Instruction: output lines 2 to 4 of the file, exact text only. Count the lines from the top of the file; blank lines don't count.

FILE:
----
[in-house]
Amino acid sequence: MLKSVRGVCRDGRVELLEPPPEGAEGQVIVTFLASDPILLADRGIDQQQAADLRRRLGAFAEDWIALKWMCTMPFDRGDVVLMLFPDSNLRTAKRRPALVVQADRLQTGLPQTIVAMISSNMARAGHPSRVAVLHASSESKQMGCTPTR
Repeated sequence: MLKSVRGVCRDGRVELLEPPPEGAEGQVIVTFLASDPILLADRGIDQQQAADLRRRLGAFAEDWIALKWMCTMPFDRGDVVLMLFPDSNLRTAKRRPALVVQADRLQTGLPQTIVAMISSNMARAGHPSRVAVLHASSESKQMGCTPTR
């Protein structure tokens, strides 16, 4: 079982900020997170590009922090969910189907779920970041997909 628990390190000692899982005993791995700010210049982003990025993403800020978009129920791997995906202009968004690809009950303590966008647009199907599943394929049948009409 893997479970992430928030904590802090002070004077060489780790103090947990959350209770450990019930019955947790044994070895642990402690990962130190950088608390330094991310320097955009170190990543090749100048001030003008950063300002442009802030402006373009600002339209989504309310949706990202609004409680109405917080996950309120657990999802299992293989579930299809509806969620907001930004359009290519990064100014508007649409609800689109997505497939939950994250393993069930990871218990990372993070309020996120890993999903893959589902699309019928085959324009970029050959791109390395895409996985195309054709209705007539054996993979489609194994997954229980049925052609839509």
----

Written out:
Amino acid sequence: MLKSVRGVCRDGRVELLEPPPEGAEGQVIVTFLASDPILLADRGIDQQQAADLRRRLGAFAEDWIALKWMCTMPFDRGDVVLMLFPDSNLRTAKRRPALVVQADRLQTGLPQTIVAMISSNMARAGHPSRVAVLHASSESKQMGCTPTR
Repeated sequence: MLKSVRGVCRDGRVELLEPPPEGAEGQVIVTFLASDPILLADRGIDQQQAADLRRRLGAFAEDWIALKWMCTMPFDRGDVVLMLFPDSNLRTAKRRPALVVQADRLQTGLPQTIVAMISSNMARAGHPSRVAVLHASSESKQMGCTPTR
């Protein structure tokens, strides 16, 4: 079982900020997170590009922090969910189907779920970041997909 628990390190000692899982005993791995700010210049982003990025993403800020978009129920791997995906202009968004690809009950303590966008647009199907599943394929049948009409 893997479970992430928030904590802090002070004077060489780790103090947990959350209770450990019930019955947790044994070895642990402690990962130190950088608390330094991310320097955009170190990543090749100048001030003008950063300002442009802030402006373009600002339209989504309310949706990202609004409680109405917080996950309120657990999802299992293989579930299809509806969620907001930004359009290519990064100014508007649409609800689109997505497939939950994250393993069930990871218990990372993070309020996120890993999903893959589902699309019928085959324009970029050959791109390395895409996985195309054709209705007539054996993979489609194994997954229980049925052609839509």